26  Len := Length(AString);
 27  WriteBuffer(Len, SizeOf(Integer));
 28  // Now write out the string's characters
 29  WriteBuffer(PChar(AString)^, Len);
Listing 4

The following code should demonstrate how to write a string to a file and read it back in again. Here we use a file stream that is created on the fly and automatically closed when we are done. Of course you could use any stream type and handle its lifetime yourself.

  1procedure WriteText(const Txt: string);
  3  TS: TTextStream;
  5  // This opens stream on a file stream that will 
  6  // be closed when this stream closes
  7  TS := TTextStream.Create(
  8    TFileStream.Create('test.dat', fmCreate), True);
  9  TS.WriteString(Txt);
 10  TS.Free;  // this also closes wrapped file stream
 13function ReadText: string;
 15  TS: TTextStream;
 17  TS := TTextStream.Create(
 18    TFileStream.Create('test.dat', fmCreate), True);
 19  Result := TS.ReadString;
 20  TS.Free;
Listing 5

The filter in this example provides additional methods to those in TSteamWrapper. We can also provide filters that override the Read and Write methods to alter the way that files are written.

Demo Code

A demo program to accompany this article can be found in the delphidabbler/article-demos Git repository on GitHub.

You can view the code in the article-05 sub-directory. Alternatively download a zip file containing all the available demos by going to the repository's landing page and clicking the Clone or download button and selecting Download ZIP.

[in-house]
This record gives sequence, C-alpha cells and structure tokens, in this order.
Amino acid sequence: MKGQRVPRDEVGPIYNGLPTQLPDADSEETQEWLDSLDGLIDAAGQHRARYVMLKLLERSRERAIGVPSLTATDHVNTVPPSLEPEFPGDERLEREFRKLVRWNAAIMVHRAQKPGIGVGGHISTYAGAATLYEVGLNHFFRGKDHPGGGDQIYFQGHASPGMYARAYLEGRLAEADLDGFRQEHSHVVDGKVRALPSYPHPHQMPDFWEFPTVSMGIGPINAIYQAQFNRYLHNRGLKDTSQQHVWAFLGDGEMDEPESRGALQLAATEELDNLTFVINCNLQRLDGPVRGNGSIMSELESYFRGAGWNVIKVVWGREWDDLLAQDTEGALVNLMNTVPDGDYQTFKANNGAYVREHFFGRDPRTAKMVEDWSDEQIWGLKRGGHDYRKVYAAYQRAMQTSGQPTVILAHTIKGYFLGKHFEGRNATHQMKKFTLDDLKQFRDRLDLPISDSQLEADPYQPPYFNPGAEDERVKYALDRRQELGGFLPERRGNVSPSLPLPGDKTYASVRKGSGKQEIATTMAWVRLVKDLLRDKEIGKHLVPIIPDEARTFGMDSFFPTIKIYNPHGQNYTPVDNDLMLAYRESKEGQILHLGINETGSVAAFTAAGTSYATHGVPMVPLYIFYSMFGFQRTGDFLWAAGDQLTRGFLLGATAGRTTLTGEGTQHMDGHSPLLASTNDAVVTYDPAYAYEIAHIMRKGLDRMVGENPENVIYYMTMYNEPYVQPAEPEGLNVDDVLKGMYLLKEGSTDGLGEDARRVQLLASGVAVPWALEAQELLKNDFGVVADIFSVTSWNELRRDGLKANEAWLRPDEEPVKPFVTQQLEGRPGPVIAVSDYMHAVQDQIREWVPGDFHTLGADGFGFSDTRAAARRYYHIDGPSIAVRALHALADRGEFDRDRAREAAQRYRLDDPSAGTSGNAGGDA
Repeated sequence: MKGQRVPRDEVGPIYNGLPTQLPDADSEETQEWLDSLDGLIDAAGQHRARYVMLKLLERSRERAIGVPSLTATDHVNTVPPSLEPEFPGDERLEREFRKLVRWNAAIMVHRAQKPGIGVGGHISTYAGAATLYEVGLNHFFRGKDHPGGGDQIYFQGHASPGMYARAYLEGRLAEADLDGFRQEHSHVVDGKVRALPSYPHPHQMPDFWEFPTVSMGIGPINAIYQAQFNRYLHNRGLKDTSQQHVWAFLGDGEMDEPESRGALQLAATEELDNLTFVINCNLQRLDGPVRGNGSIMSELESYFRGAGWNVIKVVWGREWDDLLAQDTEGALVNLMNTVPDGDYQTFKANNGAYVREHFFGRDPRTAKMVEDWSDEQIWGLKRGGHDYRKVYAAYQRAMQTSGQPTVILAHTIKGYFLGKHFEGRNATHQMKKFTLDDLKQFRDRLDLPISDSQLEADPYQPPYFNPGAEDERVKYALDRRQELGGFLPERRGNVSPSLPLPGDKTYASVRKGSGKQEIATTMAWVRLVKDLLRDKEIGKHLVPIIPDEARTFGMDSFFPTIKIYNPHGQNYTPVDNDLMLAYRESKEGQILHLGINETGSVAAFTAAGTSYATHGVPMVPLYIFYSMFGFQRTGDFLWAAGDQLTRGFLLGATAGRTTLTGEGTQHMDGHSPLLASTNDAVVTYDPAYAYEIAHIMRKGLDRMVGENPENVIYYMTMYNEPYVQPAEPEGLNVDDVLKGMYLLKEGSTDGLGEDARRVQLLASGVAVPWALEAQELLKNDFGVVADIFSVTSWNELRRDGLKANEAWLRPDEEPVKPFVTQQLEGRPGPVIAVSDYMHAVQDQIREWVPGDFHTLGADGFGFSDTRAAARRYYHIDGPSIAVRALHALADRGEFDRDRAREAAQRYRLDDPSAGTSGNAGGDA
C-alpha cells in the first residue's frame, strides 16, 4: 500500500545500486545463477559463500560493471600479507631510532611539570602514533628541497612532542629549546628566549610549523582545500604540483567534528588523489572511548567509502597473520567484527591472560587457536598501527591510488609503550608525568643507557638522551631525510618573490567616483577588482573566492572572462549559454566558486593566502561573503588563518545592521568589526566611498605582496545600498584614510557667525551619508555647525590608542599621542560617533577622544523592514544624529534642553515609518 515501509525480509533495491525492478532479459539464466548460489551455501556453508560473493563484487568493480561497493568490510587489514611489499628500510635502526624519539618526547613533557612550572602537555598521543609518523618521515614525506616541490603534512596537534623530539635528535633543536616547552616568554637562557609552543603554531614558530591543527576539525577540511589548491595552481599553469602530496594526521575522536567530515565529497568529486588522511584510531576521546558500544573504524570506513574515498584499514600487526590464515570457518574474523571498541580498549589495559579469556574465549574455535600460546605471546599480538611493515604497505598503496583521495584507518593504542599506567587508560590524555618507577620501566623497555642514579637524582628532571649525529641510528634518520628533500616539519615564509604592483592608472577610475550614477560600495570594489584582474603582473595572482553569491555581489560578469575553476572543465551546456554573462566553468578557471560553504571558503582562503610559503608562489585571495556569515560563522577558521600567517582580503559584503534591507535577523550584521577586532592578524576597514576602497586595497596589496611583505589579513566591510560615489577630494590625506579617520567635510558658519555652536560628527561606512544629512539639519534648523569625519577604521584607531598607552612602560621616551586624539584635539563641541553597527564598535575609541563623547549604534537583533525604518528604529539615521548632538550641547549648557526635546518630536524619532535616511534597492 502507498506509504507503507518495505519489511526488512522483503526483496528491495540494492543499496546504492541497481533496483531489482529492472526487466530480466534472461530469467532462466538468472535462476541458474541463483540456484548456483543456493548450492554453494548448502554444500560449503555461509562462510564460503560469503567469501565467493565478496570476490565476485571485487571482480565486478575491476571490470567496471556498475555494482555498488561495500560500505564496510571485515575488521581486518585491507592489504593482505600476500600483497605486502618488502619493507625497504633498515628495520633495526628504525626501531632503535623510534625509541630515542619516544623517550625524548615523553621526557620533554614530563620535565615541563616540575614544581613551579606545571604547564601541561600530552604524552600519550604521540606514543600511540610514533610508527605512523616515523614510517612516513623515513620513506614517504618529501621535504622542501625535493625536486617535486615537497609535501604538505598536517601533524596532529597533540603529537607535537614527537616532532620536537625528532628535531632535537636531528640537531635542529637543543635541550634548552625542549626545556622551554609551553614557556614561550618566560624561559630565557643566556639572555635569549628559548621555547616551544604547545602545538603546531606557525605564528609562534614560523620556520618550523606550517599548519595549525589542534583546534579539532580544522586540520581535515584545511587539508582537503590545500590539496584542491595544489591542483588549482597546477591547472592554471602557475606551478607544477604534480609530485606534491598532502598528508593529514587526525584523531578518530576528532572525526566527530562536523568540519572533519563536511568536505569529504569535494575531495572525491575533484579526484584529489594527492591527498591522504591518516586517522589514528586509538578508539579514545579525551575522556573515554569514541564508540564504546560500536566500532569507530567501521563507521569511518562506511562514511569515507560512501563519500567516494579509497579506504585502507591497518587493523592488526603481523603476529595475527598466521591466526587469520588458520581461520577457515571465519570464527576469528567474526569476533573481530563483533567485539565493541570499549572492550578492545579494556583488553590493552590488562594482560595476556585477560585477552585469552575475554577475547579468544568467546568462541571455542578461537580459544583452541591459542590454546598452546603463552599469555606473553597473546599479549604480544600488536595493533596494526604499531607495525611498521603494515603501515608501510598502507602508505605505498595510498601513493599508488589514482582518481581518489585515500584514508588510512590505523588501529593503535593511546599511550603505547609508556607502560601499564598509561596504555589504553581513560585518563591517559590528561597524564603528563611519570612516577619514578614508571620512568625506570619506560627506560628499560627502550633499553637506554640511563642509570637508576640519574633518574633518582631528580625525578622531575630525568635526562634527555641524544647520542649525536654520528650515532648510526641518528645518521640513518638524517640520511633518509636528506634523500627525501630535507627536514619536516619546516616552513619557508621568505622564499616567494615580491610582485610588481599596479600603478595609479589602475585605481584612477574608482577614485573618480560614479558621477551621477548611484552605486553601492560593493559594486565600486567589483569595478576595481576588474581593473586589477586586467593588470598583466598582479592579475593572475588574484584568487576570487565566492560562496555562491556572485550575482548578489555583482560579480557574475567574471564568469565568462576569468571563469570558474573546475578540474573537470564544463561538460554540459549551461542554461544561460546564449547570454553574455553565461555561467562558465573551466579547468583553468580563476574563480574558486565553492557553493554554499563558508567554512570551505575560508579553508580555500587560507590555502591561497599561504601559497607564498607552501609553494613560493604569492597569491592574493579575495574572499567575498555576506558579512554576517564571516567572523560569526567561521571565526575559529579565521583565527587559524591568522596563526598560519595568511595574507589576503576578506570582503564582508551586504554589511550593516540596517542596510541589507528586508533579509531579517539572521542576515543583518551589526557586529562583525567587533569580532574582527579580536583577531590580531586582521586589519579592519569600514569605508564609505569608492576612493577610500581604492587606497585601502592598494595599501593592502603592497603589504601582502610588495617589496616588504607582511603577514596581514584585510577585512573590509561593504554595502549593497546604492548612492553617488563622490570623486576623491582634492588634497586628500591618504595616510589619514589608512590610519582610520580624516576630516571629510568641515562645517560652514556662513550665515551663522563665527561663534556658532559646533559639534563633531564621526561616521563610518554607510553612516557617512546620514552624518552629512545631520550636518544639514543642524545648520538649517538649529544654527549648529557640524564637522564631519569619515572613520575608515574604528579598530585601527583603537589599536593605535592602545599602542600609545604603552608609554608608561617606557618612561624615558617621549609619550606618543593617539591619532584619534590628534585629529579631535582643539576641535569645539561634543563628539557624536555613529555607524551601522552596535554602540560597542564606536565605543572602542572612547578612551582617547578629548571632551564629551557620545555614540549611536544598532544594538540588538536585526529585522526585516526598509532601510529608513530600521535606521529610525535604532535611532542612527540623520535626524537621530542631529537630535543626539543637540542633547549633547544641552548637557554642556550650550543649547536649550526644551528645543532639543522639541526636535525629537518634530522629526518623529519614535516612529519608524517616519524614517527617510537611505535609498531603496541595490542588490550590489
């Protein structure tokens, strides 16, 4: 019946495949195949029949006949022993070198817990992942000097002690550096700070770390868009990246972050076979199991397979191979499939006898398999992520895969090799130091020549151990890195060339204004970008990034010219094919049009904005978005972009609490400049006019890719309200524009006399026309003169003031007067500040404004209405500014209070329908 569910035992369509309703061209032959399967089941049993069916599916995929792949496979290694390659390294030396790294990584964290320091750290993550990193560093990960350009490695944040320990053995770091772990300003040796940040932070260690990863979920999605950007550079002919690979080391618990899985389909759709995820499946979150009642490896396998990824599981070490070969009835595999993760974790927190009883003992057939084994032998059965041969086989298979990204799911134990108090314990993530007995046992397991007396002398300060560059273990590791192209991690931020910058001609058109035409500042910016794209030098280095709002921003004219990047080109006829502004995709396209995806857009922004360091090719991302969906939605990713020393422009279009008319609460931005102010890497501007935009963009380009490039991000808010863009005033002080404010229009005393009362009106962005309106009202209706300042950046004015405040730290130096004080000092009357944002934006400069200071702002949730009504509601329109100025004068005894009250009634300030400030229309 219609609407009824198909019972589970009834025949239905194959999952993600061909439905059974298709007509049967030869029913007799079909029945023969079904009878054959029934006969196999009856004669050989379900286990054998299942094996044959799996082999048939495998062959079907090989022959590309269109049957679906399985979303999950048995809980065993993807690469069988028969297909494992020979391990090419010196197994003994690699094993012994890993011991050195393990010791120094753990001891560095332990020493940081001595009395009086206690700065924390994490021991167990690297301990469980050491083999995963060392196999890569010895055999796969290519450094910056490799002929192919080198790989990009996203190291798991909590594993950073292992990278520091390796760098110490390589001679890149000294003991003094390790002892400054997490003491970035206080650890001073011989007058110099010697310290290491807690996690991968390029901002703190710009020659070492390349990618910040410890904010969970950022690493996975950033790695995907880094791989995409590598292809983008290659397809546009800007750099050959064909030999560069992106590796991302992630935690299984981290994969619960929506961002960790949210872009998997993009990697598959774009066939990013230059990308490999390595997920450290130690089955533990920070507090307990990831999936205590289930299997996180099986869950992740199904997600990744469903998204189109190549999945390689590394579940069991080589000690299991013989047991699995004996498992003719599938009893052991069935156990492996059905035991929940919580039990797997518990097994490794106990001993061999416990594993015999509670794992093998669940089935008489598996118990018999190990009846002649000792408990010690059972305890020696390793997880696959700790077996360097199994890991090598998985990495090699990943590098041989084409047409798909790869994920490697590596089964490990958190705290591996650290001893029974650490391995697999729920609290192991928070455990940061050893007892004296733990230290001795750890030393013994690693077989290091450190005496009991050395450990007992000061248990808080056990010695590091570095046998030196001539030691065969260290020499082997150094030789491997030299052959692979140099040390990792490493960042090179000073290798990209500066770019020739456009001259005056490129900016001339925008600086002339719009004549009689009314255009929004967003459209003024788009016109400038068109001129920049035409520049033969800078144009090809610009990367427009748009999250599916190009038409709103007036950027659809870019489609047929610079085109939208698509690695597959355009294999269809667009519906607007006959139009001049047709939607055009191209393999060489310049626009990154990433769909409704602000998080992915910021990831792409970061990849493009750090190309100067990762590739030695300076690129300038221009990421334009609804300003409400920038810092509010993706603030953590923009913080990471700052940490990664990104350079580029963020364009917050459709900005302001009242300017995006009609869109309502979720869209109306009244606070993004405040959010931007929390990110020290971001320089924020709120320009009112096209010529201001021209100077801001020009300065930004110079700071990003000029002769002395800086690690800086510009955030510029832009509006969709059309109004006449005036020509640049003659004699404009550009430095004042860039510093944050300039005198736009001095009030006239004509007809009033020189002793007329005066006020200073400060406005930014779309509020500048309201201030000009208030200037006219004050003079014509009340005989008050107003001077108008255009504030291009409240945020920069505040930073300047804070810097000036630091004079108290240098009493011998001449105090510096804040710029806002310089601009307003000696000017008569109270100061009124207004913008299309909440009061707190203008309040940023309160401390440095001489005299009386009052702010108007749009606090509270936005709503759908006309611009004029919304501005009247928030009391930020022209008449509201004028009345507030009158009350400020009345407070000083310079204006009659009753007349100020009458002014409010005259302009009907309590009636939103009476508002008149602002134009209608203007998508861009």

The demo project is a Delphi 4 project that writes out some user provided strings to a file using the TStrStream class, and reads them back in again.

This source code is merely a proof of concept and is intended only to illustrate this article. It is not designed for use in its current form in finished applications. The code is provided on an "AS IS" basis, WITHOUT WARRANTY OF ANY KIND, either express or implied.

The demo is open source. See the demo's file for licensing details.

Real Life Example

My Stream Extension Classes provide an example of the techniques described here.


I hope you found this article useful.

If you have any observations, comments, or have found any errors there are two places you can report them.

  1. For anything to do with the article content, but not the downloadable demo code, please use this website's Issues page on GitHub. Make sure you mention that the issue relates to "article #5".
  2. For bugs in the demo code see the article-demo project's file for details of how to report them.